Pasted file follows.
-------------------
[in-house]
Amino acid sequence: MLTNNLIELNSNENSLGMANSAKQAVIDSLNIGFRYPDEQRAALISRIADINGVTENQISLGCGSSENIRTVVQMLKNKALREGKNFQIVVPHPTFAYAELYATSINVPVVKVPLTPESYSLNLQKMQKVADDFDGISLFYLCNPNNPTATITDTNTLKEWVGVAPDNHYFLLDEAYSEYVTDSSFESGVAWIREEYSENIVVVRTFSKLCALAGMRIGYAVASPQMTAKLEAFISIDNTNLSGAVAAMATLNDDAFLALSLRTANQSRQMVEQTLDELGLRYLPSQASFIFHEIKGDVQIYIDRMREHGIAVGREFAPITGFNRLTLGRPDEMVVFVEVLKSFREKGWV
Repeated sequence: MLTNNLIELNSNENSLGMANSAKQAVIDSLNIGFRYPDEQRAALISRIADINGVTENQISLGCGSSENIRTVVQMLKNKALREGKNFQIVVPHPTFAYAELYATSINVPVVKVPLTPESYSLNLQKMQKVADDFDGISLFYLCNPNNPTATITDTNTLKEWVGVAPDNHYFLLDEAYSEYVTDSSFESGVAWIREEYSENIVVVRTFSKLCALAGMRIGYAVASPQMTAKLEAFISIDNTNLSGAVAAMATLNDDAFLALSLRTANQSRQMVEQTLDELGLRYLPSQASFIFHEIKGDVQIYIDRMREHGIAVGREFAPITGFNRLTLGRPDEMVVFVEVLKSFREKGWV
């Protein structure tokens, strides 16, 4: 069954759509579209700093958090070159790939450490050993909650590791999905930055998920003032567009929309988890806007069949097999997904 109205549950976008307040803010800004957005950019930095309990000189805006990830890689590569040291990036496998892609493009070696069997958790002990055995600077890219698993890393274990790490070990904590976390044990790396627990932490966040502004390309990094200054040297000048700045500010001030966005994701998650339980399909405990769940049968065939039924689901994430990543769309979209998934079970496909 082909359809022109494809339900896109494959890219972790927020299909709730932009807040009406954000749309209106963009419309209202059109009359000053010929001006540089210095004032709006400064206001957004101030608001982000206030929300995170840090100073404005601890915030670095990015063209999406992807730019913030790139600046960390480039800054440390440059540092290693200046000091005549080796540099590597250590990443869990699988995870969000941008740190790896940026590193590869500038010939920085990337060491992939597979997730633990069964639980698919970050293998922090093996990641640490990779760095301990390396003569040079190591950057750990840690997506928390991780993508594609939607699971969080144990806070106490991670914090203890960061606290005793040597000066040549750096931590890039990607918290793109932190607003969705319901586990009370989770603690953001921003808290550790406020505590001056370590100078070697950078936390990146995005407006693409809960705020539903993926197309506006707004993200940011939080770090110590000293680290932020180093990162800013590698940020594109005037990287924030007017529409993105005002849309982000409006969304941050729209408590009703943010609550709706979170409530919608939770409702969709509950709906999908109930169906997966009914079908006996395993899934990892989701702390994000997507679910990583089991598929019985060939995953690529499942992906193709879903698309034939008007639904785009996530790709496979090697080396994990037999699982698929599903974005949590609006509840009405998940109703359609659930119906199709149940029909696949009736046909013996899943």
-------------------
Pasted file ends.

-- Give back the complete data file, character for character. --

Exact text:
[in-house]
Amino acid sequence: MLTNNLIELNSNENSLGMANSAKQAVIDSLNIGFRYPDEQRAALISRIADINGVTENQISLGCGSSENIRTVVQMLKNKALREGKNFQIVVPHPTFAYAELYATSINVPVVKVPLTPESYSLNLQKMQKVADDFDGISLFYLCNPNNPTATITDTNTLKEWVGVAPDNHYFLLDEAYSEYVTDSSFESGVAWIREEYSENIVVVRTFSKLCALAGMRIGYAVASPQMTAKLEAFISIDNTNLSGAVAAMATLNDDAFLALSLRTANQSRQMVEQTLDELGLRYLPSQASFIFHEIKGDVQIYIDRMREHGIAVGREFAPITGFNRLTLGRPDEMVVFVEVLKSFREKGWV
Repeated sequence: MLTNNLIELNSNENSLGMANSAKQAVIDSLNIGFRYPDEQRAALISRIADINGVTENQISLGCGSSENIRTVVQMLKNKALREGKNFQIVVPHPTFAYAELYATSINVPVVKVPLTPESYSLNLQKMQKVADDFDGISLFYLCNPNNPTATITDTNTLKEWVGVAPDNHYFLLDEAYSEYVTDSSFESGVAWIREEYSENIVVVRTFSKLCALAGMRIGYAVASPQMTAKLEAFISIDNTNLSGAVAAMATLNDDAFLALSLRTANQSRQMVEQTLDELGLRYLPSQASFIFHEIKGDVQIYIDRMREHGIAVGREFAPITGFNRLTLGRPDEMVVFVEVLKSFREKGWV
């Protein structure tokens, strides 16, 4: 069954759509579209700093958090070159790939450490050993909650590791999905930055998920003032567009929309988890806007069949097999997904 109205549950976008307040803010800004957005950019930095309990000189805006990830890689590569040291990036496998892609493009070696069997958790002990055995600077890219698993890393274990790490070990904590976390044990790396627990932490966040502004390309990094200054040297000048700045500010001030966005994701998650339980399909405990769940049968065939039924689901994430990543769309979209998934079970496909 082909359809022109494809339900896109494959890219972790927020299909709730932009807040009406954000749309209106963009419309209202059109009359000053010929001006540089210095004032709006400064206001957004101030608001982000206030929300995170840090100073404005601890915030670095990015063209999406992807730019913030790139600046960390480039800054440390440059540092290693200046000091005549080796540099590597250590990443869990699988995870969000941008740190790896940026590193590869500038010939920085990337060491992939597979997730633990069964639980698919970050293998922090093996990641640490990779760095301990390396003569040079190591950057750990840690997506928390991780993508594609939607699971969080144990806070106490991670914090203890960061606290005793040597000066040549750096931590890039990607918290793109932190607003969705319901586990009370989770603690953001921003808290550790406020505590001056370590100078070697950078936390990146995005407006693409809960705020539903993926197309506006707004993200940011939080770090110590000293680290932020180093990162800013590698940020594109005037990287924030007017529409993105005002849309982000409006969304941050729209408590009703943010609550709706979170409530919608939770409702969709509950709906999908109930169906997966009914079908006996395993899934990892989701702390994000997507679910990583089991598929019985060939995953690529499942992906193709879903698309034939008007639904785009996530790709496979090697080396994990037999699982698929599903974005949590609006509840009405998940109703359609659930119906199709149940029909696949009736046909013996899943």